“Even if Cyrus the Younger was defeated, we defeated their left-wing and killed many of them. Tomorrow, they will only have fewer soldiers than today!” Hielos is equally confident.

“These damn Persians destroying our camp, stole our food and stole a lot of my silver coins! Tomorrow we’re going to beat them and get our things back!” Matonis said angrily.

“That’s right!” Everyone hated the enemy, “We should not only take back our things but also take their things.”

“Oh!” Olivos thought of something and excitedly said, “I heard that they also captured the women of Cyrus the Younger with only one managing to escape. That’s the one I told you last time….a beautiful woman like Aphrodite. I heard that Clearchus took her into his camp! He will definitely have a fun time tonight!….” Olivos gulped and said in a sullen voice.

“Don’t talk nonsense!” Hielos warned him.

“Olivos. You must defeat the Persian king tomorrow and grab one of his women.”

“Oh, that is a great idea! Matonis, you really are smart once in a while.”

“Damn Olivos, do you want to get beaten again!”

While several people were talking and laughing, a hoarse voice came from the innermost part of the tent, “Don’t just think that Cyrus the Younger only got defeated! He has died!”

. . . . . . . . . . . . .

Tissaphernes arrived at the tent of the Persian king, and Masabates, the eunuch, was already waiting at the entrance, “The king is waiting for you. Quickly go in!”

When Tissaphernes gave his sword to the royal guard next to him, he found that the eunuch, whom the Persian King trusted the most, was somewhat melancholy and couldn’t help but think about, ‘Is his majesty hurt badly?’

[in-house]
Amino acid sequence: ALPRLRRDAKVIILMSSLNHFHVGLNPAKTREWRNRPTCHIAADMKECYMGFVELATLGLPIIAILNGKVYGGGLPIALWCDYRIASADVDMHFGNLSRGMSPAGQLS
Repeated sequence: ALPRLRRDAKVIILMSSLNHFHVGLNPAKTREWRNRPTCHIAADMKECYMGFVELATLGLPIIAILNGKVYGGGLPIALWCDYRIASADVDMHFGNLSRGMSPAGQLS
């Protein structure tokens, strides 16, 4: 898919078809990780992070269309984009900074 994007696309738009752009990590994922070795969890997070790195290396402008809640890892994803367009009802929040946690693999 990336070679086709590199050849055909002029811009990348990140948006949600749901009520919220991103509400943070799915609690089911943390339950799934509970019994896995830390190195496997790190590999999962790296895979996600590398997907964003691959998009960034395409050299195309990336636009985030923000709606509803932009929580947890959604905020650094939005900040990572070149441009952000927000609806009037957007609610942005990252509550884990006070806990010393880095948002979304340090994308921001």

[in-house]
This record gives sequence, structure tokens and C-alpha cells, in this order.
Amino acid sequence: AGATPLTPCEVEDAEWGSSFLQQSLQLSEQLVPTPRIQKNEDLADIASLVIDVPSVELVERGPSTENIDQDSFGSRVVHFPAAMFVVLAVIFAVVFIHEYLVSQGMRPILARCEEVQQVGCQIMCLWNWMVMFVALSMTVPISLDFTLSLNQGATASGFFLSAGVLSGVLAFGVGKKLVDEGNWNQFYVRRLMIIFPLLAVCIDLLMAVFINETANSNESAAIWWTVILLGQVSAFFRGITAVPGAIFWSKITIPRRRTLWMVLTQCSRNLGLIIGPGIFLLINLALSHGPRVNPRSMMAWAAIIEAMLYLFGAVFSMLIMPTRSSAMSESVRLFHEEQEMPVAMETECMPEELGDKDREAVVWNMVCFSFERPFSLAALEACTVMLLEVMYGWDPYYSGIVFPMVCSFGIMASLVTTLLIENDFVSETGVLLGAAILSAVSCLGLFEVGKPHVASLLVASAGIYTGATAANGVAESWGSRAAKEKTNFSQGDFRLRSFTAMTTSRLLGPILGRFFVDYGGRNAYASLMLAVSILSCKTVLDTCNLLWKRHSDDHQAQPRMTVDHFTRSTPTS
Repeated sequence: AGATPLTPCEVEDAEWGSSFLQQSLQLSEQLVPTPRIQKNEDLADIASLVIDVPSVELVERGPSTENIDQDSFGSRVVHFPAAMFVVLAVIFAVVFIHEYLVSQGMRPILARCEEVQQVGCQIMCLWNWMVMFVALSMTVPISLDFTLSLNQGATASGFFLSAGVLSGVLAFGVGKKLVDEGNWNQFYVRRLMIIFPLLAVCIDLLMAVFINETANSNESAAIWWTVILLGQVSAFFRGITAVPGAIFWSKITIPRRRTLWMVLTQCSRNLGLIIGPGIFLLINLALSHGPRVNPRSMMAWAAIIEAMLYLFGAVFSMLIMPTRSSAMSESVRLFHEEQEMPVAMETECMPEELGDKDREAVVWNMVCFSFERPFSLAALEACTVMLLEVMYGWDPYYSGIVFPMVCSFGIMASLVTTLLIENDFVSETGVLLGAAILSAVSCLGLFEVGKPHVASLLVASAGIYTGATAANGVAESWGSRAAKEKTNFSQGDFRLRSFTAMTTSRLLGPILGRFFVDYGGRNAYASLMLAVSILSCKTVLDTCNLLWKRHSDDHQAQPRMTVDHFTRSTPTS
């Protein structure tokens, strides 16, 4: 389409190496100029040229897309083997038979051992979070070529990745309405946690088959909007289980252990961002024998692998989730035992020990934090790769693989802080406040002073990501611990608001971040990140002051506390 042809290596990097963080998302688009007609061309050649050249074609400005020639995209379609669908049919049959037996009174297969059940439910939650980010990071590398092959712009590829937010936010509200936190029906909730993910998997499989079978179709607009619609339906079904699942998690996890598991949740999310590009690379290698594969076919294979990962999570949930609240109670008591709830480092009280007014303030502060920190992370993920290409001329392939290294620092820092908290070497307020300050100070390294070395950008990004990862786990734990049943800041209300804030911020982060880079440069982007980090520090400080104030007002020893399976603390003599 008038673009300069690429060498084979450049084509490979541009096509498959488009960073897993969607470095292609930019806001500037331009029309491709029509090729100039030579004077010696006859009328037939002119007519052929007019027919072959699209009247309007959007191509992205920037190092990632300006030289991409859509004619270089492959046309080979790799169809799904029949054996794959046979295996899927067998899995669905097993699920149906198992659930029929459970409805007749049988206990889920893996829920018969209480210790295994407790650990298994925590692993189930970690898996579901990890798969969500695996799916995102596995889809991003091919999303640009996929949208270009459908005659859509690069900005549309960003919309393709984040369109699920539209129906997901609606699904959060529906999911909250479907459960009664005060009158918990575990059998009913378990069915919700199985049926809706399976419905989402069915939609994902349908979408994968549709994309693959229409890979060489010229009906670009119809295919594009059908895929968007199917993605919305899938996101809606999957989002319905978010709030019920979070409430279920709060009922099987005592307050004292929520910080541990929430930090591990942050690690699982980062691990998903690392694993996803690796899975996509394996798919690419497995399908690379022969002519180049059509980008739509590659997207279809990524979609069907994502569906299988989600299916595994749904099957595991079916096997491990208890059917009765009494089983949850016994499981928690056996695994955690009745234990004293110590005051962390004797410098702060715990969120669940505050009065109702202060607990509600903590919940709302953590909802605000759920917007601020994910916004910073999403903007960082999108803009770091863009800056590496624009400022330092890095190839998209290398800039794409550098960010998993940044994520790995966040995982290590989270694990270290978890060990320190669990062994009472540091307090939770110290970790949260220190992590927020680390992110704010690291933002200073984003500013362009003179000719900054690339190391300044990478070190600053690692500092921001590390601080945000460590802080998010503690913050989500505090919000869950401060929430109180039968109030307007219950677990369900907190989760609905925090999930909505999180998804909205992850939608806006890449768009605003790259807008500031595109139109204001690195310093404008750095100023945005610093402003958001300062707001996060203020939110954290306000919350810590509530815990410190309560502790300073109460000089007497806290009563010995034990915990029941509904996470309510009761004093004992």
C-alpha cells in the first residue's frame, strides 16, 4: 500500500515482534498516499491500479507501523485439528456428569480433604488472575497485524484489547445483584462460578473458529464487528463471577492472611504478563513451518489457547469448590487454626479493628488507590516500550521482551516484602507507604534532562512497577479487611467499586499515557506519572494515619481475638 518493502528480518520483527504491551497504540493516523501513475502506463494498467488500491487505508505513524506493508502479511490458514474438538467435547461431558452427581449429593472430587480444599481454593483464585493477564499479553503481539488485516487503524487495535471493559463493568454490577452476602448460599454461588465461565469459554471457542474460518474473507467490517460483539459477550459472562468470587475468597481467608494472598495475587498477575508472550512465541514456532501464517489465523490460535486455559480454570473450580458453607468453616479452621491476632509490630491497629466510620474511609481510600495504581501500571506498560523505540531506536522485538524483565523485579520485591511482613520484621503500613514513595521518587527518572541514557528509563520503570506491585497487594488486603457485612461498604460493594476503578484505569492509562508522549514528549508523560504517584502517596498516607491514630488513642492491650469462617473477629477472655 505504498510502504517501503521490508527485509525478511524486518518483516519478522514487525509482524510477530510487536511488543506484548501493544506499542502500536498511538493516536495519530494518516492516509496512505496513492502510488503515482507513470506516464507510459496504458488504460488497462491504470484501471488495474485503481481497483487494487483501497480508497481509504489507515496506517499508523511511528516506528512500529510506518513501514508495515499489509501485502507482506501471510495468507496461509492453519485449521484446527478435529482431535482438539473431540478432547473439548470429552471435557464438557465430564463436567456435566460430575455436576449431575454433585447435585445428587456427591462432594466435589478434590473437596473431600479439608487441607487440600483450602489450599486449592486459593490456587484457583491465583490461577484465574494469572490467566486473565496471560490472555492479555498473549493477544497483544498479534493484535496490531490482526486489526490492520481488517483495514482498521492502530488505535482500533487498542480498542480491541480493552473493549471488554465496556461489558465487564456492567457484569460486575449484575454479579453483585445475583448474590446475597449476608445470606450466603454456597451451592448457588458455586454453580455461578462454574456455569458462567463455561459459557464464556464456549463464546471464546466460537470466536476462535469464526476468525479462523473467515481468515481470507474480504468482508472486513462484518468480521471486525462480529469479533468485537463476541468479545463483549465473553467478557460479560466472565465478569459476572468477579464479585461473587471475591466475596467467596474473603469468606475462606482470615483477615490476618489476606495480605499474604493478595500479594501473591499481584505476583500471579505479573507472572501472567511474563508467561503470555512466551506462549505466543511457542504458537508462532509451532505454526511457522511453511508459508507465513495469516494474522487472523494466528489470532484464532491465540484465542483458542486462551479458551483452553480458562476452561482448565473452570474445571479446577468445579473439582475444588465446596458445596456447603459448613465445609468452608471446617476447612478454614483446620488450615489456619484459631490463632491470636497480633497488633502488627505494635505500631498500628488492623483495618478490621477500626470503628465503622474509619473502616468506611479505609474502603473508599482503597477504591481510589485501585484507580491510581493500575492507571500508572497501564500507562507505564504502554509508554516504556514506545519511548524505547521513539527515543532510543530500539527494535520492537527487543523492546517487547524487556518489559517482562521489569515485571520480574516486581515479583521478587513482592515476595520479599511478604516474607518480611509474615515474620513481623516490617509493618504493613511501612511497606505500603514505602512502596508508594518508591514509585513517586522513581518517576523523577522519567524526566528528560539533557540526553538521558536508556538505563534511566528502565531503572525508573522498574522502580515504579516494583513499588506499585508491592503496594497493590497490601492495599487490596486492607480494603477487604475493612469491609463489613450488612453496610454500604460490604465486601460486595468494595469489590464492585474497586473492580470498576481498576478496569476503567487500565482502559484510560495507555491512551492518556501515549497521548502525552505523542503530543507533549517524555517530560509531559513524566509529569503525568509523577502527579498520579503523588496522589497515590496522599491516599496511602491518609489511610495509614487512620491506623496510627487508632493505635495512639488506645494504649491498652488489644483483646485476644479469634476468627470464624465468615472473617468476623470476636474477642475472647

Once he entered, a rich aroma of frankincense3 hit his nose, with a mixed scent of a few herbs.

Artaxerxes was lying on his side on the couch, dressed in a gorgeous scarlet gown with his bare chest wrapped in a white cloth that had faint blood seeping out. Beside him was a beautiful maid gently rubbing his shoulders and next stood the physician, Ctesias4.

Ctesias then immediately withdrew once he saw Tissaphernes enters.

Artaxerxes asked him to wait outside his tent, allowing him to summon him immediately in case of any change in his condition.

Once he saw the Greek physician withdraw from the tent, Tissaphernes half-knelt and bowed his head, then said, “Your highness, please punish me for losing the battle!”

Artaxerxes did not speak, making Tissaphernes begin to feel a little uneasy, so he knelt more motionlessly on the ground.

It took a long time till he heard Artaxerxes speak, “You were defeated, Tissaphernes. But at least you dared to fight. I heard that you led your cavalry around the Greek’s hoplite and attacked their rear, only to be defeated by their peltast5 and almost got hit by a Greek javelin.”

“Yes, your highness. You know everything!” Tissaphernes sighed in relief.

“You’re much braver than those who run away before they even fight! Get up!” Artaxerxes was somewhat dissatisfied with the Persian troop’s left-wing’s performance yesterday; he then increased his voice, “I’m not as lucky as you are. Cyrus’s spear struck me, but fortunately, my armour was strong enough and allowed me to have the opportunity to strike him down!”